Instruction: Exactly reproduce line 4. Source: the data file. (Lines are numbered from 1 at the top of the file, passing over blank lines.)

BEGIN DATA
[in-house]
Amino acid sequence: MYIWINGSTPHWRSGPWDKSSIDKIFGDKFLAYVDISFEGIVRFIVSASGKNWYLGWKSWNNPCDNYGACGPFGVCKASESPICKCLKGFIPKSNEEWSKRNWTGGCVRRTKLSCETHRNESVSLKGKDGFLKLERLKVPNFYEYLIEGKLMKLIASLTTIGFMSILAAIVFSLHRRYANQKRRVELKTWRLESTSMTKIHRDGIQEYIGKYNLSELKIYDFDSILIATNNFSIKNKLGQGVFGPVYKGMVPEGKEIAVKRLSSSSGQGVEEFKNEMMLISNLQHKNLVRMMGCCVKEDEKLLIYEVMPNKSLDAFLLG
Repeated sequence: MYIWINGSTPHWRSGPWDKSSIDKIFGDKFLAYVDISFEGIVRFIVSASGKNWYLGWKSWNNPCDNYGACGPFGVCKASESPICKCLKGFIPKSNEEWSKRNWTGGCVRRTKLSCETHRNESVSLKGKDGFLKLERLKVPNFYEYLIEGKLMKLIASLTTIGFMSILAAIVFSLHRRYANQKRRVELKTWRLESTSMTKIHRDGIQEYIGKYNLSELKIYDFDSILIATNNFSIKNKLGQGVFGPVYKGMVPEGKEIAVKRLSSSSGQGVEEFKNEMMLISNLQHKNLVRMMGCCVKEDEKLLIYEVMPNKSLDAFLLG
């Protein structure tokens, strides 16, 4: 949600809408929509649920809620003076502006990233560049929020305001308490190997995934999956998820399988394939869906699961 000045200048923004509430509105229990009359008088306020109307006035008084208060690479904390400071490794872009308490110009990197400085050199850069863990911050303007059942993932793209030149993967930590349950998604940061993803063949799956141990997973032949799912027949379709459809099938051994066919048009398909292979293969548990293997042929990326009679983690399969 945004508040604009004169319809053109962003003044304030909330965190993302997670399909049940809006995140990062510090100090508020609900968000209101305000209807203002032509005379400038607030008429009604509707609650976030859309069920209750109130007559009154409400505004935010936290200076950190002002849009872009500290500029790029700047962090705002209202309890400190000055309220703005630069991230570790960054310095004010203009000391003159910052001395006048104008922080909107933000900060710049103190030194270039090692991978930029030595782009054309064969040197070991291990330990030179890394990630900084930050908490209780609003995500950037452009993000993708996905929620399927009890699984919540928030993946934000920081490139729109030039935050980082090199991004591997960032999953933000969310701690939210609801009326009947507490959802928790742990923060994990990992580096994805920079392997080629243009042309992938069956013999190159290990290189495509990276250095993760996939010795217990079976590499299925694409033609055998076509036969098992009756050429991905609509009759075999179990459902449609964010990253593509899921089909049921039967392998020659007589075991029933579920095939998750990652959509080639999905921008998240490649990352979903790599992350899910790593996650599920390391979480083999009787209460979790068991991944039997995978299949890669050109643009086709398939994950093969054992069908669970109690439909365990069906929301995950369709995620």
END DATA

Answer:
């Protein structure tokens, strides 16, 4: 949600809408929509649920809620003076502006990233560049929020305001308490190997995934999956998820399988394939869906699961 000045200048923004509430509105229990009359008088306020109307006035008084208060690479904390400071490794872009308490110009990197400085050199850069863990911050303007059942993932793209030149993967930590349950998604940061993803063949799956141990997973032949799912027949379709459809099938051994066919048009398909292979293969548990293997042929990326009679983690399969 945004508040604009004169319809053109962003003044304030909330965190993302997670399909049940809006995140990062510090100090508020609900968000209101305000209807203002032509005379400038607030008429009604509707609650976030859309069920209750109130007559009154409400505004935010936290200076950190002002849009872009500290500029790029700047962090705002209202309890400190000055309220703005630069991230570790960054310095004010203009000391003159910052001395006048104008922080909107933000900060710049103190030194270039090692991978930029030595782009054309064969040197070991291990330990030179890394990630900084930050908490209780609003995500950037452009993000993708996905929620399927009890699984919540928030993946934000920081490139729109030039935050980082090199991004591997960032999953933000969310701690939210609801009326009947507490959802928790742990923060994990990992580096994805920079392997080629243009042309992938069956013999190159290990290189495509990276250095993760996939010795217990079976590499299925694409033609055998076509036969098992009756050429991905609509009759075999179990459902449609964010990253593509899921089909049921039967392998020659007589075991029933579920095939998750990652959509080639999905921008998240490649990352979903790599992350899910790593996650599920390391979480083999009787209460979790068991991944039997995978299949890669050109643009086709398939994950093969054992069908669970109690439909365990069906929301995950369709995620």